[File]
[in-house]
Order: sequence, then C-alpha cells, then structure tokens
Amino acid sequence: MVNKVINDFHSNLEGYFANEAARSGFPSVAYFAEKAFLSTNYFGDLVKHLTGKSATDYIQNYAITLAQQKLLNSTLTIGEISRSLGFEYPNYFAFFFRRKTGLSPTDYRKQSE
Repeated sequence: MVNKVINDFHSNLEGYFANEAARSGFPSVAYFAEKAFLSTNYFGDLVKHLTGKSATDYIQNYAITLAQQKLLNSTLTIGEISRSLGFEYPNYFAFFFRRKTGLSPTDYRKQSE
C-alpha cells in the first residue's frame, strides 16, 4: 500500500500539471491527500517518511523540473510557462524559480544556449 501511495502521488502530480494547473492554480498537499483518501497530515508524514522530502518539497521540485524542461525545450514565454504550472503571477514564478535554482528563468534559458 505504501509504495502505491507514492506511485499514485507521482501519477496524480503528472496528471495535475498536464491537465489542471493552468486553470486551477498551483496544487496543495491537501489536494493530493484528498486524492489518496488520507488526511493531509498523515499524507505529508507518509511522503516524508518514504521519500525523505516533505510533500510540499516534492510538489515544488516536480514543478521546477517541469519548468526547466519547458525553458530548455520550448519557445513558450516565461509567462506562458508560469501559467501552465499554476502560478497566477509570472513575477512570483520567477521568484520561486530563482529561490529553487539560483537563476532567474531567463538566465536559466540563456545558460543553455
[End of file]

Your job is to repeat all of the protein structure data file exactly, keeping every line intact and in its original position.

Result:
[in-house]
Order: sequence, then C-alpha cells, then structure tokens
Amino acid sequence: MVNKVINDFHSNLEGYFANEAARSGFPSVAYFAEKAFLSTNYFGDLVKHLTGKSATDYIQNYAITLAQQKLLNSTLTIGEISRSLGFEYPNYFAFFFRRKTGLSPTDYRKQSE
Repeated sequence: MVNKVINDFHSNLEGYFANEAARSGFPSVAYFAEKAFLSTNYFGDLVKHLTGKSATDYIQNYAITLAQQKLLNSTLTIGEISRSLGFEYPNYFAFFFRRKTGLSPTDYRKQSE
C-alpha cells in the first residue's frame, strides 16, 4: 500500500500539471491527500517518511523540473510557462524559480544556449 501511495502521488502530480494547473492554480498537499483518501497530515508524514522530502518539497521540485524542461525545450514565454504550472503571477514564478535554482528563468534559458 505504501509504495502505491507514492506511485499514485507521482501519477496524480503528472496528471495535475498536464491537465489542471493552468486553470486551477498551483496544487496543495491537501489536494493530493484528498486524492489518496488520507488526511493531509498523515499524507505529508507518509511522503516524508518514504521519500525523505516533505510533500510540499516534492510538489515544488516536480514543478521546477517541469519548468526547466519547458525553458530548455520550448519557445513558450516565461509567462506562458508560469501559467501552465499554476502560478497566477509570472513575477512570483520567477521568484520561486530563482529561490529553487539560483537563476532567474531567463538566465536559466540563456545558460543553455